In English I can think of 7 main “question words” that you commonly find at the beginning of a question, indicating a certain type of question.

They are: who, what, which, when, where, why and how. (how is it not whow? - “w” not being its first letter is such an anti-climax at the end of that list, no?)

(i) You also get questions that reverse the order of a noun and its corresponding verb, such as “are you?” instead of “you are”. Although, of course, “you are?” can be a question on its own when not followed by any more words - unless you want to sound foreign.
(ii) Some questions begin with “Can/could, will/would and shall/should/ought?” - they are alternatives to the above, though verb-specific. “Can” is just “are you able?” and “will” is just “are you willing?”. “Shall” is equivalent to “ought” though from a different word derivation - which is where we get our word “owe” or “own” (be owing). So “shall” is just “are you owing?” in the sense of “are you obliged to do so in return?” Would/could/should are the respective conditional forms.
(iii) The parenthesised sentence near the beginning of this post turns a statement into a question requesting verification in just the same way - just by adding a proposed answer onto the end of a sentence and shoving a question mark after it.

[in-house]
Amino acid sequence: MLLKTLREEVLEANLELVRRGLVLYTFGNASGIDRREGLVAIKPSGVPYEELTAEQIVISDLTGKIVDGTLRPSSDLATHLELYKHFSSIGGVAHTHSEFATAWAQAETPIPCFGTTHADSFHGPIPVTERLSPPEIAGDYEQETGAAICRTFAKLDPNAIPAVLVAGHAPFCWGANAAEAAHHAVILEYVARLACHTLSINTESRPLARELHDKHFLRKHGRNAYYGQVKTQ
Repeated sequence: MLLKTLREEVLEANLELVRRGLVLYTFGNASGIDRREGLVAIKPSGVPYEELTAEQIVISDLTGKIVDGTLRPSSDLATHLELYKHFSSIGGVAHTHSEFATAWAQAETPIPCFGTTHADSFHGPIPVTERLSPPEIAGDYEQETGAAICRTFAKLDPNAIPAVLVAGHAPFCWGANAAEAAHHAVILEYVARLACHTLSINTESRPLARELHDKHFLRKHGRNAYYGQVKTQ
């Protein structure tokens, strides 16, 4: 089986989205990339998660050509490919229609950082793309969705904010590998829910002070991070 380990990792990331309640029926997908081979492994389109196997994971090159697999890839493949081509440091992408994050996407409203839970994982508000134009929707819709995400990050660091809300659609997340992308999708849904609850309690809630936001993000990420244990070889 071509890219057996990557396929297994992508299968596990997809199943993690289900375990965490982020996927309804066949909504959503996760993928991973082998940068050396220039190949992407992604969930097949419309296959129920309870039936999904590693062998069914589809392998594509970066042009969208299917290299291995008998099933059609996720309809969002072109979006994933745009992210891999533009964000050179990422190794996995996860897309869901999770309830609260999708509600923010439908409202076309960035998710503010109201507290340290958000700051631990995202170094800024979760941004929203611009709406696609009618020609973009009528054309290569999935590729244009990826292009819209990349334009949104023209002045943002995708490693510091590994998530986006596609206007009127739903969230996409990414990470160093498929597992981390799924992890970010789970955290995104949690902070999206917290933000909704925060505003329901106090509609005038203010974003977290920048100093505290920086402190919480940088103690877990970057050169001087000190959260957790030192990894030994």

(iv) There are also 1-word questions of verification like “huh?” and “pardon?” - though they are interchangable with any of the main 7.

All the above can be summed up as questions of verification.

Turning attention to the main 7, we can whittle them down to fewer:

“Where” can be subsumed by “what”, only with the concentration on spatial location: “what place?”.
“When” can be likewise subsumed by “what”, only with the concentration on temporal location: “what time?”.
“Which” is basically another “what”, though restricted to a particular selection: within which “which one?” = “what one?”.
“Who” is also another “what”, though generally referring to people as distinct from things: “what/which person?”.

Whilst “how” can be subsumed by "what: “in what way?” and “why” can be subsumed as “for what purpose?” I don’t think “what” portrays the movement in “how” and “why”. So we can essentially narrow down questions to verification, “what”, “how” and “why”.

“What” is a question of identification description, “how” is a question of behavioural description and/or explanation, “why” is a question of where that behaviour ends up.
Looked at in this way, there appears to be some kind of systemising “start, process, finish” feel to each of these 3 types of question.

Questions of identification description (what) and behavioural description (how) are generally distinct like noun to verb, static to dynamic, quanta to qualia. Each assumes distinct definition or limits of an object or its quality of behaviour: definite separation between things and degrees/extents.

When “how” is being used to request explanation, it is based in questioning “what” goes on (behavioural description) when looked at in a different way.
(a) Spatially (where), objects (whats) can be looked at from different angles, more closely and further away (magnification).
(b) Temporally (when), objects (whats) can be looked at before and after (requiring memory).